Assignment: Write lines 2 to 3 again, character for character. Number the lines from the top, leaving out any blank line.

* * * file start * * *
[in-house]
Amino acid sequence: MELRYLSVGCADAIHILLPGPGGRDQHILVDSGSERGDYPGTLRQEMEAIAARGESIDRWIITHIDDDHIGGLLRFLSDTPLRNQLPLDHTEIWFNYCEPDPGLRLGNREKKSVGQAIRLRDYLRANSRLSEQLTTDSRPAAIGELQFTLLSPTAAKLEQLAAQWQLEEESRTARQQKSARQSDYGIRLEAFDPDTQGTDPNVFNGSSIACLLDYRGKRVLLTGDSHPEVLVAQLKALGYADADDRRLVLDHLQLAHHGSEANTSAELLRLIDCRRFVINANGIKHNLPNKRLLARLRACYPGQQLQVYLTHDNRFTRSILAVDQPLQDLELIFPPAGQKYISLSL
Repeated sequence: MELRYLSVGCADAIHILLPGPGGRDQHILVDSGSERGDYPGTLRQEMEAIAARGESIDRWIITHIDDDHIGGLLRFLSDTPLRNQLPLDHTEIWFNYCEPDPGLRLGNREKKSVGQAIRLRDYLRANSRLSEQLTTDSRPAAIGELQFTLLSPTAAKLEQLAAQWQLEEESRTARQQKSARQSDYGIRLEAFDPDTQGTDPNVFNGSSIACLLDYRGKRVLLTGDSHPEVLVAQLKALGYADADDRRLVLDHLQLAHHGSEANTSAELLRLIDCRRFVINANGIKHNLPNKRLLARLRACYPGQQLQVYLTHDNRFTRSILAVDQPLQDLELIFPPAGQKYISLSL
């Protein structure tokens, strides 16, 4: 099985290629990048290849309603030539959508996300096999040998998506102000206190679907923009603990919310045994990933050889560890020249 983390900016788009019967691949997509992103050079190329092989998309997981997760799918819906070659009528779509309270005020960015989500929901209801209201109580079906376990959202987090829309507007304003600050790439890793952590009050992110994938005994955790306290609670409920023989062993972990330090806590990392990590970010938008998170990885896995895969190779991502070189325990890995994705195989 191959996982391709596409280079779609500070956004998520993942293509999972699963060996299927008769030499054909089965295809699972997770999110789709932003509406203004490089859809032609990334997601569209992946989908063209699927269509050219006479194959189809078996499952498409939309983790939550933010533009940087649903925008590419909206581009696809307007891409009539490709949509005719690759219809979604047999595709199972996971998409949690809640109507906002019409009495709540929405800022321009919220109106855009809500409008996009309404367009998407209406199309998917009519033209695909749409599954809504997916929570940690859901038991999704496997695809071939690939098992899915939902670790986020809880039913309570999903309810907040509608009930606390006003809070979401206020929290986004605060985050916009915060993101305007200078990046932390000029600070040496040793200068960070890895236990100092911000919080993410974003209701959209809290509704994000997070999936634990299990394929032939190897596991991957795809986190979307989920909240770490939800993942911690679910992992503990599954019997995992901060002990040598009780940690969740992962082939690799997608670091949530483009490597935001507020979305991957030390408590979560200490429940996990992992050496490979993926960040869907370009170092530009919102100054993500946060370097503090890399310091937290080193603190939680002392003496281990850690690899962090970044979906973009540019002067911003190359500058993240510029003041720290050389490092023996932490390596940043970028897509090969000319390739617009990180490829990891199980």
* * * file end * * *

Amino acid sequence: MELRYLSVGCADAIHILLPGPGGRDQHILVDSGSERGDYPGTLRQEMEAIAARGESIDRWIITHIDDDHIGGLLRFLSDTPLRNQLPLDHTEIWFNYCEPDPGLRLGNREKKSVGQAIRLRDYLRANSRLSEQLTTDSRPAAIGELQFTLLSPTAAKLEQLAAQWQLEEESRTARQQKSARQSDYGIRLEAFDPDTQGTDPNVFNGSSIACLLDYRGKRVLLTGDSHPEVLVAQLKALGYADADDRRLVLDHLQLAHHGSEANTSAELLRLIDCRRFVINANGIKHNLPNKRLLARLRACYPGQQLQVYLTHDNRFTRSILAVDQPLQDLELIFPPAGQKYISLSL
Repeated sequence: MELRYLSVGCADAIHILLPGPGGRDQHILVDSGSERGDYPGTLRQEMEAIAARGESIDRWIITHIDDDHIGGLLRFLSDTPLRNQLPLDHTEIWFNYCEPDPGLRLGNREKKSVGQAIRLRDYLRANSRLSEQLTTDSRPAAIGELQFTLLSPTAAKLEQLAAQWQLEEESRTARQQKSARQSDYGIRLEAFDPDTQGTDPNVFNGSSIACLLDYRGKRVLLTGDSHPEVLVAQLKALGYADADDRRLVLDHLQLAHHGSEANTSAELLRLIDCRRFVINANGIKHNLPNKRLLARLRACYPGQQLQVYLTHDNRFTRSILAVDQPLQDLELIFPPAGQKYISLSL